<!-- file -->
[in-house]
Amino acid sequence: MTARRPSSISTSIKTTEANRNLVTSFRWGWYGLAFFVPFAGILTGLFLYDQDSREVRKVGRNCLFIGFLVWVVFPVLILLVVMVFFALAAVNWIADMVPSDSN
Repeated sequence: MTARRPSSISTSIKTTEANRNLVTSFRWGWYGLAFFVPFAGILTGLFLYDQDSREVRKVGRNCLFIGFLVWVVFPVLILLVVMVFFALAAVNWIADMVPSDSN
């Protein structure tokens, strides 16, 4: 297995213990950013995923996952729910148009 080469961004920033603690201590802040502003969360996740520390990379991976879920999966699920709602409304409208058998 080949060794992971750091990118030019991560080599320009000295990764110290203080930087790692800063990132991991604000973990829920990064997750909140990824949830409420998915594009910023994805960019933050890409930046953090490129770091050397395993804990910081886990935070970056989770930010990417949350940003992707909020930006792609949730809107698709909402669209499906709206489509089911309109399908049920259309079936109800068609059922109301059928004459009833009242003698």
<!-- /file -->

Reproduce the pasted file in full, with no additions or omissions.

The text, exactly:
[in-house]
Amino acid sequence: MTARRPSSISTSIKTTEANRNLVTSFRWGWYGLAFFVPFAGILTGLFLYDQDSREVRKVGRNCLFIGFLVWVVFPVLILLVVMVFFALAAVNWIADMVPSDSN
Repeated sequence: MTARRPSSISTSIKTTEANRNLVTSFRWGWYGLAFFVPFAGILTGLFLYDQDSREVRKVGRNCLFIGFLVWVVFPVLILLVVMVFFALAAVNWIADMVPSDSN
């Protein structure tokens, strides 16, 4: 297995213990950013995923996952729910148009 080469961004920033603690201590802040502003969360996740520390990379991976879920999966699920709602409304409208058998 080949060794992971750091990118030019991560080599320009000295990764110290203080930087790692800063990132991991604000973990829920990064997750909140990824949830409420998915594009910023994805960019933050890409930046953090490129770091050397395993804990910081886990935070970056989770930010990417949350940003992707909020930006792609949730809107698709909402669209499906709206489509089911309109399908049920259309079936109800068609059922109301059928004459009833009242003698």